Cafe Ohlone, Berkeley

A spoon, partially submerged in a grain, rests on the edge of a wooden bowl, which itself is on a table with fruits and nuts
Photo: Ella Parsons

Nestled in a tiny courtyard shared by the Berkeley Press Bookstore and the adjacent classical music store, Cafe Ohlone is a thriving cultural center for the Ohlone tribe. In spite of both the Spanish and the United States governments’ attempts to assimilate the Ohlone tribe, Cafe Ohlone is displaying their culture in a vibrant and radical fashion through haute cuisine. The indigenous chefs seek to honor the legacy of their ancestors by showcasing their traditional cuisine. Through sharing their food and oral history, the chefs of Cafe Oholne hope to help decolonize their community, dispel stereotypes, and educate the surrounding community about the tribe.

To reach the café, I entered through the Berkeley Press Bookstore, walking through narrow aisles under open-winged books that hung from the ceiling. While attending a tea tasting, I found the café quaint and charming, nestled away from the bustle of the city. In the fading evening light and soft springtime clouds, all patrons sat at one long table with benches on either side. Under crisscrossing fairy lights, the table was carefully arranged with multicolored blankets as tablecloths and decorated with jars of fluffy California lilac. Running down the middle of the table, walnuts, acorns, sprigs of bay leaf, and artemisia are thoughtfully placed alongside shimmering iridescent abalone shells. 

With a single table filling the room, I sat with the other café patrons and was integrated into their conversations, as we enjoyed our various teas. We tasted three different teas: stinging nettle, artemisia, and elderflower tea. The tea was served alongside small bites, including hazelnut cakes, chia pudding, and blackberries. As the tea tasting continued, we played traditional Ohlone games with dice made out of walnut shells and abalone. It was refreshing to find myself in a small community space in the bustle of a foreign city, easily conversing with strangers about indigenous communities across the country, language revitalization, and the food itself. While I found the stories of the Ohlone tribe heartbreaking in so many ways, it was heartwarming to hear that their language revitalization was progressing and the tribe was thriving amid the culinary excellence.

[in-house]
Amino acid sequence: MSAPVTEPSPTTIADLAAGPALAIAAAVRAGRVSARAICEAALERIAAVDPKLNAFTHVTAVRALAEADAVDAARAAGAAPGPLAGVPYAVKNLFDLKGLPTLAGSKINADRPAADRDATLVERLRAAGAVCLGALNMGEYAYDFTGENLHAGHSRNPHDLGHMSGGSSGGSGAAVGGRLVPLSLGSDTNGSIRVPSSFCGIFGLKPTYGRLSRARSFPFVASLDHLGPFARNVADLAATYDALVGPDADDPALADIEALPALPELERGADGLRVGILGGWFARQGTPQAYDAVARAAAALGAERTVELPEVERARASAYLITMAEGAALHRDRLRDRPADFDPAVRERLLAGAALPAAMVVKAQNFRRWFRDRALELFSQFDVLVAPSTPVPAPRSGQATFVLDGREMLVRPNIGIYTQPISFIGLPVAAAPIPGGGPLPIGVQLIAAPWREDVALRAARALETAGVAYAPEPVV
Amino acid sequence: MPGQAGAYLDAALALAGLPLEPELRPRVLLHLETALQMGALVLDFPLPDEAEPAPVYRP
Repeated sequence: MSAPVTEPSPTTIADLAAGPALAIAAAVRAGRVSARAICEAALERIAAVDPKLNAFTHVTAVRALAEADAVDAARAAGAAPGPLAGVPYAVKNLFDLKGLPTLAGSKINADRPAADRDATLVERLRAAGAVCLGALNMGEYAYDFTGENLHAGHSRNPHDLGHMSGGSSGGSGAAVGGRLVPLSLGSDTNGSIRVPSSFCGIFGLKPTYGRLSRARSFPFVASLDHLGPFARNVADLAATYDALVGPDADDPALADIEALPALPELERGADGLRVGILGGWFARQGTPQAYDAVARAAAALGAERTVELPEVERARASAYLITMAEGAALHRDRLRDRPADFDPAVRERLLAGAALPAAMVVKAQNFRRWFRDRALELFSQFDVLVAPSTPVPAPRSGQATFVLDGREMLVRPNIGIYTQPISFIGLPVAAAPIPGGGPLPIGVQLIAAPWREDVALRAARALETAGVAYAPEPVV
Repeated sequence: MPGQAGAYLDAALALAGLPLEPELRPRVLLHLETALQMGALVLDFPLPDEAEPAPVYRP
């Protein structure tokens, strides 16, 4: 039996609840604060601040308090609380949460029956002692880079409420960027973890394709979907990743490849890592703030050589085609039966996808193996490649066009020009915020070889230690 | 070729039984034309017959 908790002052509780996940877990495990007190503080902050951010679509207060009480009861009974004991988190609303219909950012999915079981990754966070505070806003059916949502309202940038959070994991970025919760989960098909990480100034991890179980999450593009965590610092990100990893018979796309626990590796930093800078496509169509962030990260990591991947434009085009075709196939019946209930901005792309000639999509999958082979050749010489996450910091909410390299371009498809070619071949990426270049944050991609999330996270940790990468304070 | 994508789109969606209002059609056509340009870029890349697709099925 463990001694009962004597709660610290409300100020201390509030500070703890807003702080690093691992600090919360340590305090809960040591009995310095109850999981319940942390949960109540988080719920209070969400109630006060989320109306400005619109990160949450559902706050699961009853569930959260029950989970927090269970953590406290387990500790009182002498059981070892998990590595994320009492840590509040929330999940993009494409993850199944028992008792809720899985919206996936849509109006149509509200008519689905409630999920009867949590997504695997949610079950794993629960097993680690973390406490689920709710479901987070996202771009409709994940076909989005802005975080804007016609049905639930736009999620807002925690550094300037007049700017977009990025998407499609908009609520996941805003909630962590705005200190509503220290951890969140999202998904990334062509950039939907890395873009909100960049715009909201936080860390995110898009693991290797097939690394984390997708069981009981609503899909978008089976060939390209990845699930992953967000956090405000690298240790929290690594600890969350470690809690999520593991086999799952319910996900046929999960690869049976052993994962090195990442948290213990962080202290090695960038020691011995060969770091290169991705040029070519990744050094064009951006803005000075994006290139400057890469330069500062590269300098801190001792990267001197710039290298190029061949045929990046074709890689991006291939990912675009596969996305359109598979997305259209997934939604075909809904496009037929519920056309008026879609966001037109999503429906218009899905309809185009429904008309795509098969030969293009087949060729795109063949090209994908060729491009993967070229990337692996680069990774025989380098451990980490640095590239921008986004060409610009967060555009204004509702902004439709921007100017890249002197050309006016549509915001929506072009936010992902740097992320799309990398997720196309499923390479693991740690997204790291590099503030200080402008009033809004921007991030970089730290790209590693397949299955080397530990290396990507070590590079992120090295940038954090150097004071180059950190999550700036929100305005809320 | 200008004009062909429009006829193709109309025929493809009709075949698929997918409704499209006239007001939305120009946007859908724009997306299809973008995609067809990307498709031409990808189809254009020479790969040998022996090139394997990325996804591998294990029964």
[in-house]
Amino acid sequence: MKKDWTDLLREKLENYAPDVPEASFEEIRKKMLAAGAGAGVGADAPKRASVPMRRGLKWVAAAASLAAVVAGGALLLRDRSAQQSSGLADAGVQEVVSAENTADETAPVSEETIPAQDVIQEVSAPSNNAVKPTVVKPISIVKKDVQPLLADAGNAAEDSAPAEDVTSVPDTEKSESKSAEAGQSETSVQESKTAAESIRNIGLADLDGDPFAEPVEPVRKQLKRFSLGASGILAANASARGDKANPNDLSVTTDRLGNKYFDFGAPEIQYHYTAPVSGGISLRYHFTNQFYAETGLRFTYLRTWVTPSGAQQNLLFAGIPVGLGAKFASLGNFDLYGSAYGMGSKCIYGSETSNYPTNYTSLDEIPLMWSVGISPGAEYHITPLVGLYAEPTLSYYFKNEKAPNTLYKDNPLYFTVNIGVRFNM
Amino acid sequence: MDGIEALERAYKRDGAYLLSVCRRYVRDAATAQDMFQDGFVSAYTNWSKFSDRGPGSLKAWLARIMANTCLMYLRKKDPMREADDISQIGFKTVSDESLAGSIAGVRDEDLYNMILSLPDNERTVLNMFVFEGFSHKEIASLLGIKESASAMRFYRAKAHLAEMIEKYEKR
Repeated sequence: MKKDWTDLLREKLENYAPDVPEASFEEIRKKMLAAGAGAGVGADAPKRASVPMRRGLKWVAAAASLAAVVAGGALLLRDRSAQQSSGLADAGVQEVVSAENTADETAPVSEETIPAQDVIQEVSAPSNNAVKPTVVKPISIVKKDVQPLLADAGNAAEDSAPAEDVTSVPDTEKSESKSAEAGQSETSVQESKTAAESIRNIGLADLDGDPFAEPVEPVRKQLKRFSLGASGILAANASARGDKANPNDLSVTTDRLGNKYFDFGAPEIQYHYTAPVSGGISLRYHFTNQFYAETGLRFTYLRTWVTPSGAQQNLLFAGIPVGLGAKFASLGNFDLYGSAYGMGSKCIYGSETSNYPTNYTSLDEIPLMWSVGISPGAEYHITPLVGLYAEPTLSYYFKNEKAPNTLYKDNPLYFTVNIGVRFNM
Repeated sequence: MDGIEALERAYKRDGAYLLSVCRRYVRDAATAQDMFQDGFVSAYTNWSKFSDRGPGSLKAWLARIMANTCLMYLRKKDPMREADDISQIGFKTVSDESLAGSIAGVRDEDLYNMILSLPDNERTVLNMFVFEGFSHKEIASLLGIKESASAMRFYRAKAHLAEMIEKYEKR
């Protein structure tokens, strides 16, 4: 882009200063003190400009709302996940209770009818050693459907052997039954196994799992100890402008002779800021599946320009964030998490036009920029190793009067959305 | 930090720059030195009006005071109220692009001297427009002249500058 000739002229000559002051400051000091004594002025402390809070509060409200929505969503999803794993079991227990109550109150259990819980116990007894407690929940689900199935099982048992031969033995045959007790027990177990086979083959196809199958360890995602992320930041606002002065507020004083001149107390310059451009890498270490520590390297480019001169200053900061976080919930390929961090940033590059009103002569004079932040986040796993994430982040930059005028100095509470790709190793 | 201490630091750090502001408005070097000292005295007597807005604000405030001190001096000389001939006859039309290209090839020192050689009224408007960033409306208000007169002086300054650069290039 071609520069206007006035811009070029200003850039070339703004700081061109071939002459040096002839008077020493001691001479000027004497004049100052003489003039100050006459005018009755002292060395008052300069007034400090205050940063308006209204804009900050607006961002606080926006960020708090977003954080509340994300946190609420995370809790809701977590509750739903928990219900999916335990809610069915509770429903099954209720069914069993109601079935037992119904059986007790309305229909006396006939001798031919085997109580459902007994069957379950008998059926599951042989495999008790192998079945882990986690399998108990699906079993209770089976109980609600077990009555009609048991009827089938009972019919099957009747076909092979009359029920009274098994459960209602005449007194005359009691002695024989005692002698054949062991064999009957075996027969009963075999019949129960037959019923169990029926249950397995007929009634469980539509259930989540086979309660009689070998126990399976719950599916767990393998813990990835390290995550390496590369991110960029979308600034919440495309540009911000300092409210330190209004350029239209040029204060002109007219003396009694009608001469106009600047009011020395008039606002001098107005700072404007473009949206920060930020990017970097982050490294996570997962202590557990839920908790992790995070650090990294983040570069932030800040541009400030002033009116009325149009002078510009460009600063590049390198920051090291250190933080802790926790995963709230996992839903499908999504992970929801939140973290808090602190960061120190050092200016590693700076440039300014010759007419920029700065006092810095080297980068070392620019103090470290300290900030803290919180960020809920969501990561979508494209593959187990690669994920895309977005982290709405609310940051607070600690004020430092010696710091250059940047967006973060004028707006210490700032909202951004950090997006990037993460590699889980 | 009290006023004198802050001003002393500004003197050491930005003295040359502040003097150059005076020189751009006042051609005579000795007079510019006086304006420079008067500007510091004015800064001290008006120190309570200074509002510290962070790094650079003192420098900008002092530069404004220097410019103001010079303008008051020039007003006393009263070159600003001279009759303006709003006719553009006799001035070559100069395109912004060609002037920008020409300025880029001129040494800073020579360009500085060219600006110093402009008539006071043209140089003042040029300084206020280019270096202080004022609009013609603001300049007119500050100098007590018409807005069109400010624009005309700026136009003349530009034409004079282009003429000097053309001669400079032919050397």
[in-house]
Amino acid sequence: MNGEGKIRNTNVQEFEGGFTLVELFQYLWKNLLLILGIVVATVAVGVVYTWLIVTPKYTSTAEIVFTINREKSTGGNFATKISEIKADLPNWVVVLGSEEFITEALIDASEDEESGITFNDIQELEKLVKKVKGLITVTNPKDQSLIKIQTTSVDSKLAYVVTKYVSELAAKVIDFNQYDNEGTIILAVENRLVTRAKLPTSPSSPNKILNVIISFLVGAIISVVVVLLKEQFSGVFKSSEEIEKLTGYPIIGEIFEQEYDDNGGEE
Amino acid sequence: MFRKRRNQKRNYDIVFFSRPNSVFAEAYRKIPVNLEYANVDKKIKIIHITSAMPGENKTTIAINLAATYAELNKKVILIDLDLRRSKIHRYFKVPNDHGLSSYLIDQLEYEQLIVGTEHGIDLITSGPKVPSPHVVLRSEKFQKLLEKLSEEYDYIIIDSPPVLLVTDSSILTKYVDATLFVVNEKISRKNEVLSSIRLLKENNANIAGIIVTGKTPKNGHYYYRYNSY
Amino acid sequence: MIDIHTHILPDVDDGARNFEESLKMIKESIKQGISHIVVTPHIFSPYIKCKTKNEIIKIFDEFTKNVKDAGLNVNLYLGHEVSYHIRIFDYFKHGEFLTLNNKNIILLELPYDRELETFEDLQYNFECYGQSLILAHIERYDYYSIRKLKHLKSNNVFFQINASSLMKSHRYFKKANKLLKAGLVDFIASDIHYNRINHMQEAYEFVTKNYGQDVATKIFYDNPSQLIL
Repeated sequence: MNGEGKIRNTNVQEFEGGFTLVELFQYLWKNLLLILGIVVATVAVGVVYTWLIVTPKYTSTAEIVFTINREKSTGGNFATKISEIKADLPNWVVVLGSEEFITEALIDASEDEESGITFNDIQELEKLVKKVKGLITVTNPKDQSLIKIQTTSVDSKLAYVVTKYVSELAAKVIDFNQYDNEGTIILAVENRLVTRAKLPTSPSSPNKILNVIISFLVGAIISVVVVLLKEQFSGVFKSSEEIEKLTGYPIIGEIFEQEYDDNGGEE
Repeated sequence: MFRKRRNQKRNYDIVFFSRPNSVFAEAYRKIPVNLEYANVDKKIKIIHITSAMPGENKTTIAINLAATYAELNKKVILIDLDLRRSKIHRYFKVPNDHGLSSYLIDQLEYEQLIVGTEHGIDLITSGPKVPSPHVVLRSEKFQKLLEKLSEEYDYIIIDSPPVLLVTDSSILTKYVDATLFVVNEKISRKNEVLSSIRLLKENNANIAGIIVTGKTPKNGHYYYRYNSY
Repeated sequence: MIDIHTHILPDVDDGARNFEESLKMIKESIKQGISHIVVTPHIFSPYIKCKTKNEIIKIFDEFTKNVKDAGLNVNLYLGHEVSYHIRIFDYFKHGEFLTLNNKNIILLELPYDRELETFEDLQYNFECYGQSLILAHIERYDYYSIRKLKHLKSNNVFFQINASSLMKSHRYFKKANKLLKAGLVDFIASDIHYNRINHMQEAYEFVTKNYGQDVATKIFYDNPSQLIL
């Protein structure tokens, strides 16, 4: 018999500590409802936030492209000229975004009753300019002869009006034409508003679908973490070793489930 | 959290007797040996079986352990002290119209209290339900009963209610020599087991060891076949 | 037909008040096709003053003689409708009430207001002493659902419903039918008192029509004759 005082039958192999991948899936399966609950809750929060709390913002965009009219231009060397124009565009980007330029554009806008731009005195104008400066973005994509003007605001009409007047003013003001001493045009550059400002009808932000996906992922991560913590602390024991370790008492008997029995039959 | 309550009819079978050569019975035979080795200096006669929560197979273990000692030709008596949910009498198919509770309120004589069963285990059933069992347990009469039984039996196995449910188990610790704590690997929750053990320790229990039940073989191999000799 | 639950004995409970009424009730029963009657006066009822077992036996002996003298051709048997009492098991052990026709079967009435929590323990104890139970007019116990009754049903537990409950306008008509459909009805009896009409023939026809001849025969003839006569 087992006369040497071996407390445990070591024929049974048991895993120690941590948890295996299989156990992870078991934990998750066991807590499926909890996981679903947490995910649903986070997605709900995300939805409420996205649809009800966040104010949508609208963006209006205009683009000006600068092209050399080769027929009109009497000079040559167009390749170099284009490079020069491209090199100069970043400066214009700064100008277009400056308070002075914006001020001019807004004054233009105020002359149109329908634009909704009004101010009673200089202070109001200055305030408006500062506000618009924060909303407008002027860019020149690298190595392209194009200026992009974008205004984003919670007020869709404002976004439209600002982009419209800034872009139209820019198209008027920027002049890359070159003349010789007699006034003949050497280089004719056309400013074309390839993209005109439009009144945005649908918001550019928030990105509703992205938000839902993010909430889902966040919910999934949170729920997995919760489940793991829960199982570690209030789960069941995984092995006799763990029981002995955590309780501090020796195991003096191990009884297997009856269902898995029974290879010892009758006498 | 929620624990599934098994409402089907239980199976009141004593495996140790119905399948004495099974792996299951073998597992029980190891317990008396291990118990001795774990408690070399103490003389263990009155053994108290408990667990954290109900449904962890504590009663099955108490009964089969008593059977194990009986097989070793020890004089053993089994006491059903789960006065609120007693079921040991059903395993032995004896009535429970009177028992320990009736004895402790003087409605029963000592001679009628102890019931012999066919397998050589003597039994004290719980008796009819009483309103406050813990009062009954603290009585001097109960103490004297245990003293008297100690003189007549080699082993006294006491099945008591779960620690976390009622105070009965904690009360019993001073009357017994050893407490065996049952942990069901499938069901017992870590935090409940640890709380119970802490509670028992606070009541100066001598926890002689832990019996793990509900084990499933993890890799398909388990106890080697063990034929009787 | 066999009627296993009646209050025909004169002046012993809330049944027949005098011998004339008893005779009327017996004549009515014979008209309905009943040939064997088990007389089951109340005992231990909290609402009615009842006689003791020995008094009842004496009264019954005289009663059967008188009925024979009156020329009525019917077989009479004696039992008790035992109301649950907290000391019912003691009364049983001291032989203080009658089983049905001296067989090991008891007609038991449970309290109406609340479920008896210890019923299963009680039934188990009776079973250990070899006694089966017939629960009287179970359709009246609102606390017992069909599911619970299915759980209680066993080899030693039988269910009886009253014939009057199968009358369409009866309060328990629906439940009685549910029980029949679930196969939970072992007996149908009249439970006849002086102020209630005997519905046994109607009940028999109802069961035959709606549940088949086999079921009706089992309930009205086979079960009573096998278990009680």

Before any food was served, the chefs introduced themselves in their indigenous language, Ohlone Chochenyo, and then again in English. The chefs briefly told the tribe’s story: explaining the hardships of the tribe, the atrocities of the Spanish mission system, the broken treaties of the United States government, and concluding with the loss of their federal recognition. Each course was introduced with a story, told first in Ohlone Chochenyo and then in English. The stories were simple, connecting the freshly foraged ingredients to the local flora and fauna, while the recipes were past oral histories, reminders of family members past. Through combining oral history and culinary excellence, I found that Cafe Ohlone illustrated that in spite of the hardships that the tribe faced, their culture, food, and way of life persevered. 

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